Touda looks down at Tsuzuki, poor, insane, dangerous Tsuzuki, and wonders how much of his mind will be left at the end of this war he's created. Touda suspects not much, if Tsuzuki is still alive at all. He suspects that the more power Tsuzuki uses, the more strain it puts on his mind. He suspects that some time in the next day or two Tsuzuki will hit his limit and his own power will eat him alive.

It can't be helped, Touda supposes. After all, when you get down to it, Tsuzuki is a human, and humans are notoriously bad at surviving. They always care too much, in the end.

Tsuzuki's grip has tightened on Touda's hands until Touda's bones creak. "You won't leave me, will you?" he asks, his intensity trapping Touda so that he can't break away. "Please," and his face twists in distress, "I really need your help. Please say you'll help me."

Touda sighs, extricates himself. "I've already said I will, Tsuzuki," he says. Tsuzuki's face lights up as if Touda hasn't already told him this countless times over the last few days. "The Golden Emperor is strong, though. You'll need to keep control."

"Right, right," Tsuzuki says, and he does control himself a little. Perhaps there is still some hope. "We have to find the Golden Emperor so we can kill him." He says it like a mantra; as if it's something he's said a thousand times.

Touda pauses, struck with the sudden impression that they're not going to win this battle, let alone this war. Then he dismisses it. It doesn't make any difference to him.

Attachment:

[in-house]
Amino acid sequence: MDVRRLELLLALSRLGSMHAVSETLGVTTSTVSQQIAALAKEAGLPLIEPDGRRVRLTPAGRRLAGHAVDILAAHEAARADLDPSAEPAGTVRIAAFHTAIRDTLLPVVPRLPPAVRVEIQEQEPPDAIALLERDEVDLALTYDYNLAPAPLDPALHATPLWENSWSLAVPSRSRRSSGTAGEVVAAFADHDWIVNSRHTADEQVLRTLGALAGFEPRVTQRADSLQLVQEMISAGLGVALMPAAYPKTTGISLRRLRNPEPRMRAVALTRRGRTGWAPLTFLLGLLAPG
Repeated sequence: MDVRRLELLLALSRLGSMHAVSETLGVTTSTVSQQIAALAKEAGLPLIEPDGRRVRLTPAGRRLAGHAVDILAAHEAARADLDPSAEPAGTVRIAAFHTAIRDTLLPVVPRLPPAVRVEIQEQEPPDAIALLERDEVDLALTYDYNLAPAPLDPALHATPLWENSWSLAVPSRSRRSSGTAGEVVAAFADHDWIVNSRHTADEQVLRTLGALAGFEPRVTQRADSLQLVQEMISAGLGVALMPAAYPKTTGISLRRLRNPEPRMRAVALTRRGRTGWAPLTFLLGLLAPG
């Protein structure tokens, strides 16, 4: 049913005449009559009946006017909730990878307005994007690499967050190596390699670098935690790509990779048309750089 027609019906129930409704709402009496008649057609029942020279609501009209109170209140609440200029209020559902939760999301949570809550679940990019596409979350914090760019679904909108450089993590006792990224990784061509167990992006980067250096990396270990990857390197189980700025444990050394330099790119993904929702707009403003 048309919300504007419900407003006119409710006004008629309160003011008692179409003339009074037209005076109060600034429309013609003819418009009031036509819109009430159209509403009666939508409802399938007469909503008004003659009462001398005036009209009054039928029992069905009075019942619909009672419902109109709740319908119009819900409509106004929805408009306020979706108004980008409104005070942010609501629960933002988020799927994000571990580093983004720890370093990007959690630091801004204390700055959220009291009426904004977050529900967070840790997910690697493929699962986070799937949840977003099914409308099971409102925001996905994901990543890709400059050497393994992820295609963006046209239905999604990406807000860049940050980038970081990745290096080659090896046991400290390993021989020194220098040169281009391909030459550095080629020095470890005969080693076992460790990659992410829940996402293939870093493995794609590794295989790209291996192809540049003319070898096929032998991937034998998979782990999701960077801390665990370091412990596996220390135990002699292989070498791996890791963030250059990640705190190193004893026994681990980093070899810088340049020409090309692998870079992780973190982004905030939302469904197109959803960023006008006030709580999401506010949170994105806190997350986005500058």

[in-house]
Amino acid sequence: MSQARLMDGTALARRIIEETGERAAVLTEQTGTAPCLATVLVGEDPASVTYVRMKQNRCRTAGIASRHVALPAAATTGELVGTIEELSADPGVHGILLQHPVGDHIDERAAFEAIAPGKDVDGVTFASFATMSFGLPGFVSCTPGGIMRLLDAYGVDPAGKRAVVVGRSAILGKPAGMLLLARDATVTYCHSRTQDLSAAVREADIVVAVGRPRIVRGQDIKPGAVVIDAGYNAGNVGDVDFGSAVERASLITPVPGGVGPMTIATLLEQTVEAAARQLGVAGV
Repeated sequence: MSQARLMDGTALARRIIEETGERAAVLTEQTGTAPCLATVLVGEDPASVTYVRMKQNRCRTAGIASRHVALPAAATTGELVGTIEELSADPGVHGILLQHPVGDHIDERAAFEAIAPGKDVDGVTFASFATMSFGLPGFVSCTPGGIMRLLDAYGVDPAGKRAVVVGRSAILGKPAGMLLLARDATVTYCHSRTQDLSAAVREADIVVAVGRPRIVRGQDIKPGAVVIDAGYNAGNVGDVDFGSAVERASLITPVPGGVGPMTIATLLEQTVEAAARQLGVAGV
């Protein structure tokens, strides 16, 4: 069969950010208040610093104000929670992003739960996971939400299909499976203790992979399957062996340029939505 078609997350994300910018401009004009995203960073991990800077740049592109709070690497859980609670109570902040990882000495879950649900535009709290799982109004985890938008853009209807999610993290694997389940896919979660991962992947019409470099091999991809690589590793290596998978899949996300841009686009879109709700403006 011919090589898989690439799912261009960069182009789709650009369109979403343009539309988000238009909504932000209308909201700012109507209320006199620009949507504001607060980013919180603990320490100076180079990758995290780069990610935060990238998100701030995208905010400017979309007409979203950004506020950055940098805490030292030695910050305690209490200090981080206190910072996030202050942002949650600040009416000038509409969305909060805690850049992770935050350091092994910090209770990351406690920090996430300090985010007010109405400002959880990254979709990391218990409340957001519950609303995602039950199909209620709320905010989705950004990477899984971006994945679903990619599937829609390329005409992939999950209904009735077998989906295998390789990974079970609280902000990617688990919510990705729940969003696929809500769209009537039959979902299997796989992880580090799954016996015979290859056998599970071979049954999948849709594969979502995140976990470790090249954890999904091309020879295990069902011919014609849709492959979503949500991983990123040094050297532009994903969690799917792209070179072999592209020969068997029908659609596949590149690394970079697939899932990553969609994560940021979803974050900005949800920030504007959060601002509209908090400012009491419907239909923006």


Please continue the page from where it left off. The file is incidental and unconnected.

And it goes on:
Miraculously, Tsuzuki has managed to pull himself together, somewhat. He sounds almost rational when he says, "The other shikigami are coming along behind. They don't want to get caught in your hellfire. When we've breached the defences of the palace, they'll catch up to us." Then he ruins the impression by catching Touda's hand again. "You'll come with me, won't you? You're the only one I can trust."

Touda hesitates, but nods. "I've wanted the Golden Emperor dead for a very long time. I wasn't strong enough to kill him myself, though. Don't underestimate him."

"This time, we'll all work together," says Tsuzuki, resolute, earnest. "But please try not to kill too many people, alright? I don't want innocent people to die."

They've had this conversation before, too. "My fire burns friends and foes alike. If you become distracted, it'll destroy you too."

"I won't," Tsuzuki says, as if there's any chance they're going to survive this. He turns to start moving, then hesitates. "Um, it is this way, right?"

Touda softens, despite himself. "To your right," he says. Tsuzuki laughs sheepishly, and heads off in the right direction.

"I knew that," he calls back over his shoulder.

Touda watches him go for a moment. It's a pity, to be sure. The one person that matters most to Touda is destroying himself before Touda's very eyes. But it truly can't be helped. Even broken, even insane, Tsuzuki is still Tsuzuki, and Touda lives by Tsuzuki's will. That's not something he has a choice about. It's a law more immutable than gravity.

Then Touda smiles, and with a leap ripples into his hell-serpent form, hovering over Tsuzuki protectively. Perhaps Tsuzuki is mad. Perhaps the world is mad. It doesn't really matter, in the end. Touda's waited six hundred years for this war, and hellfire is finally licking through his veins. He's going to enjoy every second of it.

Tsuzuki is almost certainly going to die, but Touda doesn't care anymore. Death is nothing to be afraid of. He'll give Tsuzuki a funeral they'll fear to speak of for a thousand years more, and when he follows Tsuzuki, he won't regret a thing.